3 MIN READ

How to overcome customer success disengagement!

By Mark Gibson on July 26, 2021

In May this year, Gartner’s Customer Service and Support team published a paper entitled, Why Service Reps Disengage and What You Can Do About It.

Gartner’s 2021 Customer Service Rep Role and Experience Survey data (n=600 CS reps) shows that only one in three reps are actually engaged; the remaining reps are neutral or disengaged.

  • Gartner is quick to point out that the cause of disengagement is not because reps lack capability.
  • While only one in 3 reps is engaged, disengaged reps feel they are effective in doing their jobs.
  • Gartner’s data indicates that the cause of the disengagement is largely driven by their environment.
    • Contributing factors are lack of role and goal clarity,
    • Contradictory objectives at both rep and organization levels; including time to resolution metrics vs. creating a valued high quality experience, as well as prioritizing profit over people.
    • Navigating competing objectives (upselling and renewing vs quality experience) is frustrating for reps as trade-offs consume energy and lead to a sense of exhaustion.

Disengagement causes negative employee and customer outcomes, including customer churn and employee turnover.

CSM Role and Purpose

The raison d’etre of the Customer Success Manager (CSM) is advocate on behalf of the customer and to ensure that customers achieve success in the use of the chosen technology.  Because of this, CSM’s are more highly trusted by customers than salespeople.  

Whereas salespeople are often perceived as pushy and always looking to make a sale, the CSM is a trusted advisor through understanding the customers business objectives and priorities.

CSM’s are expected to guide the customer through onboarding and ultimately to achieve the promised value so that not only is the licence renewed, but usage is expanded and functionality is fully exploited.  Flywheel economics etc.

Therein lies the rub and the true root cause of disengagement. 

remote training

Proactive vs Reactive Engagement

Having worked as a customer engineer upon entering the computer industry more than four decades ago, I can appreciate the difficult situations that CSM’s encounter every day.  When the system has problems and the customer is unhappy, you bear the brunt of it and pressure from both the customer and your own organization.  As is often the case, customers don’t want to talk to CSM’s when everything is going well.

The greatest stress CSM’s reps experience is when the customer system is down or not working as it should and you are responsible for customer the relationship, but unable to resolve the problem as it is beyond your control.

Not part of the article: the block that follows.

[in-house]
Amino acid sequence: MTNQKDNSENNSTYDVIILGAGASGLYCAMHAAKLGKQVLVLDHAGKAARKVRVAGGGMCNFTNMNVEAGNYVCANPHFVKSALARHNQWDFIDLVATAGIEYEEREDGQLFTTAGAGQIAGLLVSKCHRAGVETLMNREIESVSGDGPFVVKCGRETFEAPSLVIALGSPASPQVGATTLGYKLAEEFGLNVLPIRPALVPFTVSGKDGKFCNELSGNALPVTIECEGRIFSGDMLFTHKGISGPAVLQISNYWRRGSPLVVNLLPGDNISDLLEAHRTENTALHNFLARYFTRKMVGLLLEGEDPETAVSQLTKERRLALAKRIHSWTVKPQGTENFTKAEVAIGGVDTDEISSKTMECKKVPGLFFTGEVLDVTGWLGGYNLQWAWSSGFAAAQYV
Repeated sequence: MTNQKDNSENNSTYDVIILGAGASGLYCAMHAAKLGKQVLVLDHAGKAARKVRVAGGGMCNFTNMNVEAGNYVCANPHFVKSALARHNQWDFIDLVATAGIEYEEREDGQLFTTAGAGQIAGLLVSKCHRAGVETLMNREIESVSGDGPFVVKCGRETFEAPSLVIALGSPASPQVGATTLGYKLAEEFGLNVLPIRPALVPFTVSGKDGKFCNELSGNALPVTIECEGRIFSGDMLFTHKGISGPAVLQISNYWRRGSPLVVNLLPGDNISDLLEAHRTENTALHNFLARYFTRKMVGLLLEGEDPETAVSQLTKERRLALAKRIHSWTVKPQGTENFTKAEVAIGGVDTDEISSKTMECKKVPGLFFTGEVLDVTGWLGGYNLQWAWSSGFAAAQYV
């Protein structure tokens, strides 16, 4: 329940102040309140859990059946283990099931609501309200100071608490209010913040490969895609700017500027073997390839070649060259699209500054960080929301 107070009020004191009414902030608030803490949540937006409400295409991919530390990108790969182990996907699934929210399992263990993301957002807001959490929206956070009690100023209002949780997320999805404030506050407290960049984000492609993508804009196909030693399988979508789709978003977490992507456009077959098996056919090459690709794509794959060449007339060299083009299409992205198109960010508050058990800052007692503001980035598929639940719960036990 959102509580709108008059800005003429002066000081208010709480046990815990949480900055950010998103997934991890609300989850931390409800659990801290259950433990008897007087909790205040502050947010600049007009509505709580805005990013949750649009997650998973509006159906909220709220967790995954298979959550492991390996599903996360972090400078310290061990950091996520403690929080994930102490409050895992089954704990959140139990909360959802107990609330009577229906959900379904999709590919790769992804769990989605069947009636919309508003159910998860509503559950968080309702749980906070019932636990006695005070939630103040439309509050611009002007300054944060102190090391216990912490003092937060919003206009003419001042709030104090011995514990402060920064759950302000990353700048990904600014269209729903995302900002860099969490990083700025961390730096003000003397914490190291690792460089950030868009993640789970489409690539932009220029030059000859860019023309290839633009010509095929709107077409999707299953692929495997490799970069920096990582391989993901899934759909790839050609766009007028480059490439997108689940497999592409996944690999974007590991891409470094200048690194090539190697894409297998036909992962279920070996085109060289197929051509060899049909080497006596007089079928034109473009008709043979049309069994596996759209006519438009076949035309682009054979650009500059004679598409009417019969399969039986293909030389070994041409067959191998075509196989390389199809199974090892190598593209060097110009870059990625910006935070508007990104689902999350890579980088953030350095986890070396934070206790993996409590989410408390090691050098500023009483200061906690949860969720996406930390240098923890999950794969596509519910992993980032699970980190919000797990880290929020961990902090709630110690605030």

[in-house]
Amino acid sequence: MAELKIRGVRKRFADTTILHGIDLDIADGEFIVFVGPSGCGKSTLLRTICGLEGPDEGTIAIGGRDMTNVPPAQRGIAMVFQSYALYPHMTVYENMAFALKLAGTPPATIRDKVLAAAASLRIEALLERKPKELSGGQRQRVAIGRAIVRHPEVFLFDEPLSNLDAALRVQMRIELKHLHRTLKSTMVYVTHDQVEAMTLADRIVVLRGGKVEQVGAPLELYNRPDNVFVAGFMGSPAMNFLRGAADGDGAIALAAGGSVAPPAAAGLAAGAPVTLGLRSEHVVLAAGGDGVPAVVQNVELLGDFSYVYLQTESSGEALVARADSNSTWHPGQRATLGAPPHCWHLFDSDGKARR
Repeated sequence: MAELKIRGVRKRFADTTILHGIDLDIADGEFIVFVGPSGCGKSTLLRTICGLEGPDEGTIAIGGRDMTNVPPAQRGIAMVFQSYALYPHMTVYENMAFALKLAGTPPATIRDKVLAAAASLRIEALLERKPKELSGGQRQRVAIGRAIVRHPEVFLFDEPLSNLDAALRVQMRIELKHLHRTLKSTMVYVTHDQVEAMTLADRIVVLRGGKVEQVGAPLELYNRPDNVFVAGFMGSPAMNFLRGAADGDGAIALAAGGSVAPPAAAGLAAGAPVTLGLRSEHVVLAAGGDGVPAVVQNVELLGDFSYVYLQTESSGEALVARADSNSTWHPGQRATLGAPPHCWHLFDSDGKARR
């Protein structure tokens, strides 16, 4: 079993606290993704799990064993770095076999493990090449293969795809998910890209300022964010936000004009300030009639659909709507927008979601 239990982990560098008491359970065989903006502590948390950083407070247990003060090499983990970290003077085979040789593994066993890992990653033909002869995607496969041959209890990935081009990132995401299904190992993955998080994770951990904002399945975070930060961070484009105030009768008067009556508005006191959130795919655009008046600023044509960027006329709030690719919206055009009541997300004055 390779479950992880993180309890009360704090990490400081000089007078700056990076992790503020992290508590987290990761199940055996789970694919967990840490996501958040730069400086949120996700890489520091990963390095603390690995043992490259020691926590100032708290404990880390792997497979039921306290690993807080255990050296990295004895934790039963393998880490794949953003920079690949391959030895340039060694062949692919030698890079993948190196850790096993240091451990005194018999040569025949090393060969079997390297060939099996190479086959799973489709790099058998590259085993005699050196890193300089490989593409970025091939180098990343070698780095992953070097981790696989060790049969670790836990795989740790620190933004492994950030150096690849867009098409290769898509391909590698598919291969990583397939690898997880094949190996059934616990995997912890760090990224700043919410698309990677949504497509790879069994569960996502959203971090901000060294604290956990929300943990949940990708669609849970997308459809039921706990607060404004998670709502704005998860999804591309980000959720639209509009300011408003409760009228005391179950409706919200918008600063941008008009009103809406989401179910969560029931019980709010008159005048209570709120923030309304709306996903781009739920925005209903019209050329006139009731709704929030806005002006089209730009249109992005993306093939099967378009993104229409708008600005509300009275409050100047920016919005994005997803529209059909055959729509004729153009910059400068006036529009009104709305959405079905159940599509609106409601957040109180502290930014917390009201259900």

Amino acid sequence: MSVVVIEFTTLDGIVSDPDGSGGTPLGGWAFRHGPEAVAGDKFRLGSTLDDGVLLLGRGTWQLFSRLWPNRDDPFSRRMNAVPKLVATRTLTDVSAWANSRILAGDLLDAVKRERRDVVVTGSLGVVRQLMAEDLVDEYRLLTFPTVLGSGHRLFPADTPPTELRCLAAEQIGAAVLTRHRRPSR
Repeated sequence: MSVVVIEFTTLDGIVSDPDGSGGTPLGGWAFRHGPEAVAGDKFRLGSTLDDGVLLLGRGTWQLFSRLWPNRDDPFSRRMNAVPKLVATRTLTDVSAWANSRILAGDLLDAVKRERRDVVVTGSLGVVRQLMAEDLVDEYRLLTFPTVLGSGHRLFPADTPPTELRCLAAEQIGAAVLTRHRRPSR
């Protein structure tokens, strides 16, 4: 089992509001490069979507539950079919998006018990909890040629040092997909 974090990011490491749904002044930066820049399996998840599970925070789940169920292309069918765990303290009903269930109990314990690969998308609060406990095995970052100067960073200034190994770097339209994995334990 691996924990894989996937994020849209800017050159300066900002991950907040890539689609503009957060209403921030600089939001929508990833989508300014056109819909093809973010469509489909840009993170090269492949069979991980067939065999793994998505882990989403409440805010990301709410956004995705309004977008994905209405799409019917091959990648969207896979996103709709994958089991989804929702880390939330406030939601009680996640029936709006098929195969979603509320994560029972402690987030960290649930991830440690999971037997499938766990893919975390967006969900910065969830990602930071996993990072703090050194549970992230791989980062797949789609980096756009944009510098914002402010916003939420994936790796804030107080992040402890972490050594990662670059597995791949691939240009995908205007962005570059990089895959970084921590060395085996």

System problems are inevitable in the software business and a certain aspect of the role will always be managing customer emotions when systems are broken. 

A formal process for proactive engagement of customers and forming customer intimacy is through sharing goals, executing mutually agreed plans and achieving milestones. True commitment is key to becoming trusted advisors.

A Visual Framework and Process to Overcome Disengagement

Enableocity has pioneered the development of visual conversation frameworks and proven their success at companies like Atlassian and Equinix for salespeople, systems engineers, solution consultants and systems architects.

Visual conversation frameworks are a set of visual conversation structures that the customer-facing team can use to engage buyers at each step in the buying process in real-time while in a virtual meeting.

These frameworks help the buyer to communicate more clearly about what is important to them and for the salesperson to listen and visually capture the essence of the conversation on a physical or digital whiteboard or flip-chart.

Recently we have developed Customer Success Conversation Frameworks to help CS pros’ create a more structured approach to Connect, Engage and Execute the customer relationship.

These frameworks help CS professionals to create a great first impression in the initial meeting with customers, to build trust and rapport and establish the value of the CS role and experience.  This is achieved in virtual whiteboard sessions where we share the conversation framework with the customer and work through engagement and planning process together.  Outcomes of these conversations include:

  • Demonstrating a solid understanding of the customers business
  • Knowledge of installed products and their usage
  • Creating shared goals and understanding customer concerns
  • Identifying new unforeseen opportunities
  • Helping the customer with adoption challenges through identifying adoption roadblocks and organizational bottlenecks that prevent success

Once engaged, the visual conversation stucture is advanced to manage onboarding, successful adoption of the products, usage, growth and renewal.

Finally a jointly developed customer success plan establishes the CSM as the quarterback and trusted advisor in the customer relationship.

There will inevitably be product challenges and adoption challenges as we are dealing with software.  However with a relationship firmly established and agreed success plan in place, customer success professionals are more likely to be successful in their roles and engaged with the success and growth of their customers.

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